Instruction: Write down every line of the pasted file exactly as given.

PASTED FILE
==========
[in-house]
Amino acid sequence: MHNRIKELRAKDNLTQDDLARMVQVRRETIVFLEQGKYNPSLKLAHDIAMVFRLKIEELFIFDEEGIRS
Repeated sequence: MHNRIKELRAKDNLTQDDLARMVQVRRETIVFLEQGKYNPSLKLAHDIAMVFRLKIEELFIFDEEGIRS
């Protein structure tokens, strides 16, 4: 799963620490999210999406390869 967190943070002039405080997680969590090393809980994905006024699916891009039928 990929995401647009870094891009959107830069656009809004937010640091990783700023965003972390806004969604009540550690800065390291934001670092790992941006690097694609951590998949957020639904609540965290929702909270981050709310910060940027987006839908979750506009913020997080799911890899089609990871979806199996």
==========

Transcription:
[in-house]
Amino acid sequence: MHNRIKELRAKDNLTQDDLARMVQVRRETIVFLEQGKYNPSLKLAHDIAMVFRLKIEELFIFDEEGIRS
Repeated sequence: MHNRIKELRAKDNLTQDDLARMVQVRRETIVFLEQGKYNPSLKLAHDIAMVFRLKIEELFIFDEEGIRS
């Protein structure tokens, strides 16, 4: 799963620490999210999406390869 967190943070002039405080997680969590090393809980994905006024699916891009039928 990929995401647009870094891009959107830069656009809004937010640091990783700023965003972390806004969604009540550690800065390291934001670092790992941006690097694609951590998949957020639904609540965290929702909270981050709310910060940027987006839908979750506009913020997080799911890899089609990871979806199996």